(Editor’s Note: We start you off with a photo from Miami Public Library and an article ODL contributed to the Friends of Libraries in Oklahoma newsletter, and then follow up with links to news stories about how Oklahoma’s libraries and book communities have been adapting during this unprecedented time. We miss you, and hope to see you soon!)
All the Ways to Serve
(A slightly shorter, earlier version of this article was submitted May 5 for the FOLIO Newsletter.)
“Libraries always remind me that there are good things in this world.” —Lauren Ward, American Singer and Actress
When times are bad, Americans depend even more on their community libraries for information, assistance, and entertainment. During this particular bad time—the coronavirus pandemic and subsequent economic upheaval—public libraries across the state and nation were forced to close their doors to the public.
This lockdown and period of social distancing to mitigate the spread of a new and deadly virus has been hard for all public servants, but especially for library staff, who have always been there for their communities when the going gets tough.
Immediately after the
Oklahoma Department of Libraries Board of Directors appointed Vicki Sullivan as
the agency’s deputy director on March 1, 2002, Sullivan and her colleagues were
driving down Lincoln Boulevard to go to a celebratory lunch.
When approaching the State
Capitol Building, former ODL Webmanager Michael O’Hasson brought up a story
from Sullivan’s past: while applying for the Deputy Director job at the
Oklahoma Historical Society, word came back to her that one OHS board member
had quipped, “There’ll be a woman as deputy director of this agency when that
capitol has a dome on it!”
While passing the capitol
building in 2002, seeing the long-awaited dome rising above the scaffolding, it
was impossible not to laugh at the irony and the serendipity.
Sullivan officially retired
from state service on October 31, and staff held a reception to thank her for
her long service to the agency and the state. In addition to serving more than
17 years as Deputy, she also headed the Oklahoma Publications Clearinghouse and
the Office of Government Information. In addition to her service at the
Historical Society, she also logged some time at the Department of Human
Services—before embarking on a library career—bringing her total years of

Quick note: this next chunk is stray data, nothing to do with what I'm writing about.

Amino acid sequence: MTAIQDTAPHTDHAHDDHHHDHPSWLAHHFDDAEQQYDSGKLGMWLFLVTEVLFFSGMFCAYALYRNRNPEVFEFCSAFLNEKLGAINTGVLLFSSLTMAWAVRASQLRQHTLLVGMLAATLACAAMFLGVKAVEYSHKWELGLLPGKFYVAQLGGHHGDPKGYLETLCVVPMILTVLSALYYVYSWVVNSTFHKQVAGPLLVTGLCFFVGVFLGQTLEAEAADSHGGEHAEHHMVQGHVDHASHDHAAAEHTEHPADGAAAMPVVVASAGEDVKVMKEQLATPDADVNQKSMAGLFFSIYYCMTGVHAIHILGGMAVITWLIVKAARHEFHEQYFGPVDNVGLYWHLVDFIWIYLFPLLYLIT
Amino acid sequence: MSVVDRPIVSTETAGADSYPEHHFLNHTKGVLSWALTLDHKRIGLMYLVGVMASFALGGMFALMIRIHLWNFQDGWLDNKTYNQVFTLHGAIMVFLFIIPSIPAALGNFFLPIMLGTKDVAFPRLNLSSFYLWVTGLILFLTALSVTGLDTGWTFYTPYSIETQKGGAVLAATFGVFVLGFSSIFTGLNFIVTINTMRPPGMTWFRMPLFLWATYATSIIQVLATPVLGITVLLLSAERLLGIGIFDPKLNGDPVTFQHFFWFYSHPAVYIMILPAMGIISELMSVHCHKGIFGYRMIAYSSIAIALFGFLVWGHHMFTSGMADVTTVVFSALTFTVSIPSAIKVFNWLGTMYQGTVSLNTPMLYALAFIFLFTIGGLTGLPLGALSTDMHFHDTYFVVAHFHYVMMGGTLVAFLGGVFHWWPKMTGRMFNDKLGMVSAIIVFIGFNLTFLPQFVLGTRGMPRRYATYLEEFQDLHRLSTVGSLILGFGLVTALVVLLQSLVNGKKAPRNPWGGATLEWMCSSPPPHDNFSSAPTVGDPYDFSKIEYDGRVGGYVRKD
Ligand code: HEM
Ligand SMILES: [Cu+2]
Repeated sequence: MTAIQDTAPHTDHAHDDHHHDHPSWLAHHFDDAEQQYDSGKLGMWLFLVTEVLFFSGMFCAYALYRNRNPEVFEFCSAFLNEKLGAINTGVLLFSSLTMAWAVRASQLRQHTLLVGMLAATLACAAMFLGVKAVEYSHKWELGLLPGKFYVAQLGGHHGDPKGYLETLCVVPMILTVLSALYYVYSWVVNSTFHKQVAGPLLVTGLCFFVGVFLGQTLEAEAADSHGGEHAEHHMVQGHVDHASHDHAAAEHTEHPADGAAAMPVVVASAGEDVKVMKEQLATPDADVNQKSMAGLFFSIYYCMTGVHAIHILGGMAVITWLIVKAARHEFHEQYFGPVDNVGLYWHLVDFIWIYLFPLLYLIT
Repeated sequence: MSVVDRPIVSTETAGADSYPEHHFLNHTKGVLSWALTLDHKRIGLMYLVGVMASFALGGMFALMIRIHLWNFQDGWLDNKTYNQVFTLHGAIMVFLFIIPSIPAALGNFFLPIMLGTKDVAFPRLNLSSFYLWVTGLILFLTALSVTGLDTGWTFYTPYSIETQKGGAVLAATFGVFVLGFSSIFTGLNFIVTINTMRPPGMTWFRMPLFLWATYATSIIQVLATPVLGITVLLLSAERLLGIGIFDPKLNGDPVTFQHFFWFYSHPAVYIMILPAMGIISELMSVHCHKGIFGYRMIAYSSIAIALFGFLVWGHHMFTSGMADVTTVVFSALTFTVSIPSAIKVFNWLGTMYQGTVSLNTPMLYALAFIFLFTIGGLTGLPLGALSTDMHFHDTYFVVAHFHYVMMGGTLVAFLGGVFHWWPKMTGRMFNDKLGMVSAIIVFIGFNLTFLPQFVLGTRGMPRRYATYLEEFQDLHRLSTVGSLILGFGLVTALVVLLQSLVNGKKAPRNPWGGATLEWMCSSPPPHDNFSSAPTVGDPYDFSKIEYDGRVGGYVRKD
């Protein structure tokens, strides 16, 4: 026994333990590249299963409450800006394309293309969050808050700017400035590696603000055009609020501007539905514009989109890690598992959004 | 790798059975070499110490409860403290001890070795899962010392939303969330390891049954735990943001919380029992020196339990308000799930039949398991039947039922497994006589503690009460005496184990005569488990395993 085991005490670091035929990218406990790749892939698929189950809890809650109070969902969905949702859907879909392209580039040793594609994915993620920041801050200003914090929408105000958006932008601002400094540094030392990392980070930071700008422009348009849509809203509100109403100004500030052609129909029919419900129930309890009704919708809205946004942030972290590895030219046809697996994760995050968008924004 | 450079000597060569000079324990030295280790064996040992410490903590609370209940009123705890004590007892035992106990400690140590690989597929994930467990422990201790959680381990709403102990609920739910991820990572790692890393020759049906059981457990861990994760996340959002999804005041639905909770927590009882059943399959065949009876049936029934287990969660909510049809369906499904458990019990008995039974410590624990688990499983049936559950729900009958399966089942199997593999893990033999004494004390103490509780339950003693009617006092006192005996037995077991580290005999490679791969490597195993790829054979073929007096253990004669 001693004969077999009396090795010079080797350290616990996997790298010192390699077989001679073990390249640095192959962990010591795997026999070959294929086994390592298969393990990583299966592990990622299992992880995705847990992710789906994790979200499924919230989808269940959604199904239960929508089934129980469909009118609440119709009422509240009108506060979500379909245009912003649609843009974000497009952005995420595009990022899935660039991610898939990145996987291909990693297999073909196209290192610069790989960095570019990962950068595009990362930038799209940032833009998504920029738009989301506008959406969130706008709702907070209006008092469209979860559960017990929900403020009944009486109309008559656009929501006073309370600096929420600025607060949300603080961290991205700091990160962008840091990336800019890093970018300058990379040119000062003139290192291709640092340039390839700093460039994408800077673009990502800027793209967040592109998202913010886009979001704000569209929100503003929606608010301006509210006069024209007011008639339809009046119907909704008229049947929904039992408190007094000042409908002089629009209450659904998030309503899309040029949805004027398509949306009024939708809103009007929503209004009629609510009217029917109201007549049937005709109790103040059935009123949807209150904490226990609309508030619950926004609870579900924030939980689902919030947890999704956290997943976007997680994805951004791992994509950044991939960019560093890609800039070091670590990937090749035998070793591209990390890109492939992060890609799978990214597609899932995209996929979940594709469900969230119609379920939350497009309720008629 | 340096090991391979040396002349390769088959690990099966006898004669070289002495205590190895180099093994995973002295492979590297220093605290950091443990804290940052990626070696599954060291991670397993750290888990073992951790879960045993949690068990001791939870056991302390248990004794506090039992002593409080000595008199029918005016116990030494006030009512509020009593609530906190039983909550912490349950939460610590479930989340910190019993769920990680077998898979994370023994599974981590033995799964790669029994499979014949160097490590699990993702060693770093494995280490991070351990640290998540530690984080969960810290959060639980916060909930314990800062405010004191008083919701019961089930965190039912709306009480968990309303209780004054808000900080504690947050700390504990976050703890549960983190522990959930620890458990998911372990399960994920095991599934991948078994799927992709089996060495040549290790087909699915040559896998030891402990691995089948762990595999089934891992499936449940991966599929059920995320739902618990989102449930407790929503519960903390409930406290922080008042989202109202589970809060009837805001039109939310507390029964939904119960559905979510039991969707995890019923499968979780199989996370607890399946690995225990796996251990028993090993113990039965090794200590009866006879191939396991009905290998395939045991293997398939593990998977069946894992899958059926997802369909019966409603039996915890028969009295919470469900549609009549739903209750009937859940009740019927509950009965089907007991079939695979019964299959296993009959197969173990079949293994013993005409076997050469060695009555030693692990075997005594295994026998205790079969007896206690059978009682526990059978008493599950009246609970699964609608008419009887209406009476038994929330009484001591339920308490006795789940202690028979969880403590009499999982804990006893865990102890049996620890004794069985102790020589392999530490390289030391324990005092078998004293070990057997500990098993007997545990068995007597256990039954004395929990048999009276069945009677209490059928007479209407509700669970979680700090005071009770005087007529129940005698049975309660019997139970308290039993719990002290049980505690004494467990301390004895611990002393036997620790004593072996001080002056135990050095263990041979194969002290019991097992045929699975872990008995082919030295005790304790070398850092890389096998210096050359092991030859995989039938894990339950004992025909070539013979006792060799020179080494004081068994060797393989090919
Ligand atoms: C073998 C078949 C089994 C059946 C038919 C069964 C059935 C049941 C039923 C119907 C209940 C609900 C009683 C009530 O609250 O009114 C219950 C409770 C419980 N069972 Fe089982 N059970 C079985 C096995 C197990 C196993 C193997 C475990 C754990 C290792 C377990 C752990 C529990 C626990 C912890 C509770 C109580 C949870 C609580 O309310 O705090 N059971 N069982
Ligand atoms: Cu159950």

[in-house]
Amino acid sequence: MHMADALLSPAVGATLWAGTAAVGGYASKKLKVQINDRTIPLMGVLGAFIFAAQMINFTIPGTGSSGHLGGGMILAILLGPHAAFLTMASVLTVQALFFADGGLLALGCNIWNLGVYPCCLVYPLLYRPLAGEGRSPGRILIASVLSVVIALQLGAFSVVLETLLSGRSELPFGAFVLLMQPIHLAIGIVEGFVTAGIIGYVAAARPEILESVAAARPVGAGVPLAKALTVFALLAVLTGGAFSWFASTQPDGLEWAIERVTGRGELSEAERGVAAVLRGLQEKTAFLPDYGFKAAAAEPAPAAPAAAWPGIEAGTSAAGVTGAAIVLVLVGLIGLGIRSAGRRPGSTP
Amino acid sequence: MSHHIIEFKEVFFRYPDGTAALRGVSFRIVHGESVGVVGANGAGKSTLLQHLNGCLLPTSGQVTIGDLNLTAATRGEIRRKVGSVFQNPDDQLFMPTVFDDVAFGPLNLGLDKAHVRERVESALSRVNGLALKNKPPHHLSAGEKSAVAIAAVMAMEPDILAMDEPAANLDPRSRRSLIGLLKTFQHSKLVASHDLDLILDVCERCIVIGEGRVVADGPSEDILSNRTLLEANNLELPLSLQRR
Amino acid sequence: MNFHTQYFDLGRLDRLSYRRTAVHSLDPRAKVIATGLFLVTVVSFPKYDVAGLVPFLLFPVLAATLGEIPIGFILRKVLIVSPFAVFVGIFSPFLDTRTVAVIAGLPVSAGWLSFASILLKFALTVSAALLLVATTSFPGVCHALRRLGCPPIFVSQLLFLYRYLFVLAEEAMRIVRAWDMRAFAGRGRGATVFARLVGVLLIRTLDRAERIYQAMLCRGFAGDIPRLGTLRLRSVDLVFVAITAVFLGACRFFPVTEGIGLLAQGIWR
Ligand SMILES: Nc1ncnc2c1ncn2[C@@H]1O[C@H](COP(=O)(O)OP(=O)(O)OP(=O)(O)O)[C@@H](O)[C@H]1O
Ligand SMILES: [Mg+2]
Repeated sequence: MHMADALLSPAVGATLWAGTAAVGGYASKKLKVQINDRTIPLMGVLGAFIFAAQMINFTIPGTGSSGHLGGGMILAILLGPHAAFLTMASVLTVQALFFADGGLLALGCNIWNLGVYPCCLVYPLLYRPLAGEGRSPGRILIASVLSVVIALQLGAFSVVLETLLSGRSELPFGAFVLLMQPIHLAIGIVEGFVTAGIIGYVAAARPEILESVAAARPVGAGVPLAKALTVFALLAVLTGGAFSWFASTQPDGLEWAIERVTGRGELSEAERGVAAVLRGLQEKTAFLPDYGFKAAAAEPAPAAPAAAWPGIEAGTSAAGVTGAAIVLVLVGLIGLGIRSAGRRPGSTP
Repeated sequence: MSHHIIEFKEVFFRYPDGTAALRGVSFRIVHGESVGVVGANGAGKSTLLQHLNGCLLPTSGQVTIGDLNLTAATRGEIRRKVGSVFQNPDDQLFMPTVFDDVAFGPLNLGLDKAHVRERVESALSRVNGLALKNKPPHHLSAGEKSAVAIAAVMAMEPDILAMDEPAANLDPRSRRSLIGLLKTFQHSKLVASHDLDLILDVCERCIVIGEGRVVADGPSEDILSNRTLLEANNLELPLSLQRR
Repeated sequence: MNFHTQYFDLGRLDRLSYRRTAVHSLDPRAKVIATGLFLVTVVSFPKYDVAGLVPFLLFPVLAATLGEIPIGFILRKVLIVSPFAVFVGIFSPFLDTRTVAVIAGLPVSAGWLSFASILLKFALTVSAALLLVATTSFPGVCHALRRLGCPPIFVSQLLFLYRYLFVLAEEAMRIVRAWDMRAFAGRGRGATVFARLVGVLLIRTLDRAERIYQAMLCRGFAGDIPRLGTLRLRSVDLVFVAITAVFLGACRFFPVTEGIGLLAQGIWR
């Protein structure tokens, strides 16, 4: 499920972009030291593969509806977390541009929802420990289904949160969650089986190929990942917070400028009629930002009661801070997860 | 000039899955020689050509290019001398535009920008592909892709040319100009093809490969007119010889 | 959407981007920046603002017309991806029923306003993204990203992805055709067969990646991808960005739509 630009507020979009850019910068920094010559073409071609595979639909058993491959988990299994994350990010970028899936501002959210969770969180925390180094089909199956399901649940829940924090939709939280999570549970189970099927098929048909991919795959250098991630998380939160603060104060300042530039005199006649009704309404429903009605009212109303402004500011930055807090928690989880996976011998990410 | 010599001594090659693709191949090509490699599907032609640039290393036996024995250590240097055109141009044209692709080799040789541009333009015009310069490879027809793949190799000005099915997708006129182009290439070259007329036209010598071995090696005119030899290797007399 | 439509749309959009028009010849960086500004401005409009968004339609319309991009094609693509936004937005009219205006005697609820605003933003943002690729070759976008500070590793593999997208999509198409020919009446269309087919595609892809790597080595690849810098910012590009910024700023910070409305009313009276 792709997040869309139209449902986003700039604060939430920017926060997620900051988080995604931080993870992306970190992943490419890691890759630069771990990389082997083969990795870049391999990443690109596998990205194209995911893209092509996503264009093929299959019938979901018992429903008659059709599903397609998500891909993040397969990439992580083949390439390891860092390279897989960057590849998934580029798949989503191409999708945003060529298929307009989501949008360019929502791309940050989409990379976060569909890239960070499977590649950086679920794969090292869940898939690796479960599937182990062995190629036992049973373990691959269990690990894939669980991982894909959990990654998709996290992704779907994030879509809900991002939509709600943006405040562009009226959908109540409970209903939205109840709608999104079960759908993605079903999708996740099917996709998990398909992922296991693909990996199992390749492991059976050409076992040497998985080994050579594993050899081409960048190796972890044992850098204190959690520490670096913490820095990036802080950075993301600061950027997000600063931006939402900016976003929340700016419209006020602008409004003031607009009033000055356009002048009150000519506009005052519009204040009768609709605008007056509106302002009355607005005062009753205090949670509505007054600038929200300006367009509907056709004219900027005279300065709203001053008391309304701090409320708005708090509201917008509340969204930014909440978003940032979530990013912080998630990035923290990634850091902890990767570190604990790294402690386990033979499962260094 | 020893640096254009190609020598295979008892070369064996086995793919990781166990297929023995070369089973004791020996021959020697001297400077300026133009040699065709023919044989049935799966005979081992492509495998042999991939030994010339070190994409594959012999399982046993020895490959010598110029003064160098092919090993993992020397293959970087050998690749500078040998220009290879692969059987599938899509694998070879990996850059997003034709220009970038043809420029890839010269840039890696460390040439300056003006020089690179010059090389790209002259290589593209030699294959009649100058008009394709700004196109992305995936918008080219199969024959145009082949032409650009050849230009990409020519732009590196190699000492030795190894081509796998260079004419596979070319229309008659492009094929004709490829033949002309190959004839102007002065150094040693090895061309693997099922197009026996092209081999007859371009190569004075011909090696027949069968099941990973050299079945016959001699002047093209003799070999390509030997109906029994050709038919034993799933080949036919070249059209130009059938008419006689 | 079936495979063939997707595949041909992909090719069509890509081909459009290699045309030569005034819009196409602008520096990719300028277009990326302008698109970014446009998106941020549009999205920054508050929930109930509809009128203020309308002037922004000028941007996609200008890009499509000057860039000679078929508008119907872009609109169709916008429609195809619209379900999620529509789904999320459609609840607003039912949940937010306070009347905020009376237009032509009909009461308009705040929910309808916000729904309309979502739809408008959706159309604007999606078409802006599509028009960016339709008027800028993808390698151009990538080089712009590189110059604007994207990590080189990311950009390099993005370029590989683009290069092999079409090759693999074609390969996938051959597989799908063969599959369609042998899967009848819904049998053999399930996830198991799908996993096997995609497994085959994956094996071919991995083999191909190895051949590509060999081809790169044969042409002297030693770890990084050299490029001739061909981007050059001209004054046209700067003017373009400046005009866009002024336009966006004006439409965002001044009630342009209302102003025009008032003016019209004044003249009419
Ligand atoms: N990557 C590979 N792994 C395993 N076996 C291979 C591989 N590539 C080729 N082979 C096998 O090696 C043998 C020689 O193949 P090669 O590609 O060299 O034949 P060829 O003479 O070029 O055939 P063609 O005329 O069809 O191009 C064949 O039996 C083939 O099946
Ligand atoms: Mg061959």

service with the State of Oklahoma to 44.
Now in its eighth year, Oklahoma’s Health Literacy Initiative is attracting almost 20,000 participants annually
It’s Thursday morning in Mustang, and the local public library is welcoming 82 participants to Mustang Town Center for the first of six classes on Tai Chi, the ancient Chinese exercise that helps people improve their balance, movement, and memory.
A rainy morning and a day where the wind came sweeping down the plains didn’t stop a record crowd from turning out for the 2nd Oklahoma Book Festival on Saturday, September 21.
Festival vendor Factor 110 estimates more than 3,000 individuals headed to the Oklahoma City Boathouse District to hear the 100+ presenters from Oklahoma and across the nation as they discussed their latest books—an increase from last year’s estimate of more than 2,500 in attendance.
Headliners were the big draw, with a total of 427 people attending sessions in the Ida Sutton Williams Headliner Tent to hear presentations on popular current titles, from Scott Pelley’s Truth Worth Telling, to WK Stratton’s book on the movie The Wild Bunch, to Mystery writer Anne’s Hillerman’s latest work, The Tale Teller.
Many in Oklahoma’s library community celebrate her for another reason. Holmes was a founder and first president of the Friends of the Guthrie Public Library. She also served as a delegate from Guthrie to the 1978 Oklahoma Governor’s Conference on Libraries (which led to creation of the statewide friends group, Friends of Libraries in Oklahoma) and a delegate from Oklahoma to the 1979 White House Conference on Library and Information Services.